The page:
Meet Kenya's first palliative medicine specialist

EXPERT: Dr John Weru
EXPERT: Dr John Weru

The growth of palliative medicine has been phenomenal in Kenya starting in the 1990s when the first hospice was set up. Palliative care providing units, be they hospices or hospital-based, have now topped 45, thanks to the countrywide training by the Kenya Hospices and Palliative Care Association in partnership with other stakeholders.

According to the Centre to Advance Palliative Care, the specialty is fast growing in the field of medicine worldwide and has many young doctors interested in pursuing the profession.

Through much advocacy and petition to the ministry of health and the Medical Practitioners and Dentists Board, Palliative Medicine was gazetted as a medical specialty in 2012. This has culminated in the declaration of the first palliative medicine specialist in the country, Dr John Weru, who is also the leader of the palliative care team at the Aga Khan University Hospital.

His interest in this field started immediately after completing undergraduate studies and picked as he learned more about palliative care on his own as there were no other doctors trained in the field to guide or teach him. He then set out to undertake post graduate studies in this specialty which has seen him study in Oxford Brookes University, University of Dundee, both in the UK, and the Institute of Palliative Medicine at San Diego in California, USA.

“I grew more excited about palliative medicine and came to realise that it is something I would find rewarding and enjoyable if I got good at it over time. I found more satisfaction in palliative care encounters with patients and became less comfortable with what I perceived as occasional lack of holistic patient care," says Dr Weru

According to the doctor, palliative care is a medical specialty that focuses on comfort, relief of symptoms, and clarifying patient’s treatment goals. It can be offered concurrently with other medical therapies for any seriously ill patient with any disease or condition, particularly when there are physical, psycho-social, or spiritual complications. The main aim is to treat the patient’s symptoms, provide supportive care while understanding the patient’s aspirations and goals.

It also ensures that patients and their families are fully informed of the diagnosis and the likely outcomes in a timely, sensitive and appropriate manner. It is about treating the patient’s pain, fatigue, nausea and vomiting, weight loss, loss of appetite, difficulty in breathing and many others. For example, a patient diagnosed with cancer will suffer many of these symptoms and timely assessment and treatment reduces the distress these patients and their families suffer from.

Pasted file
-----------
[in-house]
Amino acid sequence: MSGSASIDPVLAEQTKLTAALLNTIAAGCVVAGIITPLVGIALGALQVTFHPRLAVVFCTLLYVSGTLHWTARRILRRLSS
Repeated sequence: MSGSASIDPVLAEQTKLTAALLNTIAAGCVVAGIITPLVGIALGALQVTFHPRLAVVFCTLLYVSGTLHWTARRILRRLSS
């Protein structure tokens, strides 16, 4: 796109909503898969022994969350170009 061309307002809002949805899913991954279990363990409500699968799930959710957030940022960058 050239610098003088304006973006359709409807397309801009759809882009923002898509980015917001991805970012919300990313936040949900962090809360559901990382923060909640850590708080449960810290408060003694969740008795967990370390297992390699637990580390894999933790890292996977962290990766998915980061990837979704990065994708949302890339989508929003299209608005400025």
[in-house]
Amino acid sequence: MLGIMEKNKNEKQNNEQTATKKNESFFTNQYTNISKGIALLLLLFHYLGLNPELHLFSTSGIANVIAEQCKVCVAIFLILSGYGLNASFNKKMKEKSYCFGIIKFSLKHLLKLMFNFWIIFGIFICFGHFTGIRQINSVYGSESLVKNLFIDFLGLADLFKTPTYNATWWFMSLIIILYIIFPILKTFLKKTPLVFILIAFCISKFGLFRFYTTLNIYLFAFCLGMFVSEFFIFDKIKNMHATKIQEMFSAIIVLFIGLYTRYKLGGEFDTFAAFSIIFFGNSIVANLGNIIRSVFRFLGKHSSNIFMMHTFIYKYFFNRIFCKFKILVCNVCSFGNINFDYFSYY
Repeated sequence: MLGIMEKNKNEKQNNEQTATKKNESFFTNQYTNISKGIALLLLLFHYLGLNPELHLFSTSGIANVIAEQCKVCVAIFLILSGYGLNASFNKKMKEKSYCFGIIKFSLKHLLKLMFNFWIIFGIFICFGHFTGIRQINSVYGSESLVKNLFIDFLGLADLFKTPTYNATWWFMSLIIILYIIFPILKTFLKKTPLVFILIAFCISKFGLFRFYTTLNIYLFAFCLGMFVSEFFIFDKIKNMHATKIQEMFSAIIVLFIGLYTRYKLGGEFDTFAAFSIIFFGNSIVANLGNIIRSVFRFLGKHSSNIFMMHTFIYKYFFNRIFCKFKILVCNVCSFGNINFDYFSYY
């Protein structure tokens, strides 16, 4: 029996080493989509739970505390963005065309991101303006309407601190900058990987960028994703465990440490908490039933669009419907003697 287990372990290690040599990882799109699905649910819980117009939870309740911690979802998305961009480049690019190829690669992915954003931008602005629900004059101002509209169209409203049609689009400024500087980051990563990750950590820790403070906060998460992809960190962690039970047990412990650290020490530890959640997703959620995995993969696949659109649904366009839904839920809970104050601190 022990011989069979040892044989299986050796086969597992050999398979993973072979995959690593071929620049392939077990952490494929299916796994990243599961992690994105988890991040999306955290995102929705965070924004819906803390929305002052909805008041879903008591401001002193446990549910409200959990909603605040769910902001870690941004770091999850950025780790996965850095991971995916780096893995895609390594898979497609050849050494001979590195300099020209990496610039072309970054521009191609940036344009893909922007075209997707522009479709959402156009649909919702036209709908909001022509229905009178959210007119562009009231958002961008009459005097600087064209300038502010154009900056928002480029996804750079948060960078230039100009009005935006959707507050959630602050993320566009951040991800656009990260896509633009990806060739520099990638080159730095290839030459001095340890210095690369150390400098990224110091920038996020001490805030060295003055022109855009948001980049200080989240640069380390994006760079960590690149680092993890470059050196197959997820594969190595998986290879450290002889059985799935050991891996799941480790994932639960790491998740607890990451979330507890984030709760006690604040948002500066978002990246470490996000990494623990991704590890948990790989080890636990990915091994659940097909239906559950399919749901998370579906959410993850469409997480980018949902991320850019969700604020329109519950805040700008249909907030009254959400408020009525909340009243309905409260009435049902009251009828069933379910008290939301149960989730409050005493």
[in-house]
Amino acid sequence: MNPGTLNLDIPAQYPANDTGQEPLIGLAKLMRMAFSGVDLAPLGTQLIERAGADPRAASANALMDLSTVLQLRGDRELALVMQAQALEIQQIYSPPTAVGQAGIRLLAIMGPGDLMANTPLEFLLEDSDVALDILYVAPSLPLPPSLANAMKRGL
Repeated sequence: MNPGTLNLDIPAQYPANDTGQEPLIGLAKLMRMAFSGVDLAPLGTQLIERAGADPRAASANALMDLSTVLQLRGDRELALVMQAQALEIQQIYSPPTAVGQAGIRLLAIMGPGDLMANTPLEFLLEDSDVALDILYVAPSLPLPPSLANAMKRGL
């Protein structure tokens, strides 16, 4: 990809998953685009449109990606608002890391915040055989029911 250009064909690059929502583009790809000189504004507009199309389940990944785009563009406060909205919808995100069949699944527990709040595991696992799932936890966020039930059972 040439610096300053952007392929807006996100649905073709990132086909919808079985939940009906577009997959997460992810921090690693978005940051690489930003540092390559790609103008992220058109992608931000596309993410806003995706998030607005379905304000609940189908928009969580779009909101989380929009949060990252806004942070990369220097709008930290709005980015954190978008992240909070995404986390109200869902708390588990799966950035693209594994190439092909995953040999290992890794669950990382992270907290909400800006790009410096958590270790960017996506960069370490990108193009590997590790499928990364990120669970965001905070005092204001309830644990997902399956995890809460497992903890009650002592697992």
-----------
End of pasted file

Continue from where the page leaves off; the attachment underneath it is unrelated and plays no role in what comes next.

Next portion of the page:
Patients and families who have experienced palliative care say that it maximizes quality of life and empowers patients and their families to make treatment decisions more in line with their hopes and values. Palliative care gives an emotional lift to providers, while reducing hospital expenses. It is also considered as an additional tool for enhancing care transitions, thus reducing hospital stay and readmission rates.

Dr Weru further notes that palliative care is an incredibly intense service but richly rewarding. “It allows us to give care to people living at the most vulnerable times of their lives. Just like in any other medical discipline, some core elements of palliative care such as aligning the patient’s treatment with their goals and basic symptom management should be routine aspects of care delivered by any doctor. Other skills are more complex and take years of training to learn and apply, such can include negotiating a difficult family meeting, addressing existential distress, addressing ethical-legal challenges facing patients and their families and also doctors treating these patients. This is coupled with managing refractory symptoms such as severe pain, severe fatigue and require palliative medicine specialists to do so”.

“Many hospitals have now realised the importance of these services to their clients. At the Aga Khan University Hospital, palliative care services are fully accredited and offer both inpatient and outpatient care to patients in the hospital and those who are referred from other health facilities. The service has now been in existence for the last one year and there has been positive feedback from patients and their families regarding the quality of care being provided.”

“The duty now for palliative medicine specialists is to teach other doctors and clinicians as this is a very new medical specialty practice in the country, to set up structures and processes for the growth and development of the service and to provide the much needed clinical care to patients and their families.”

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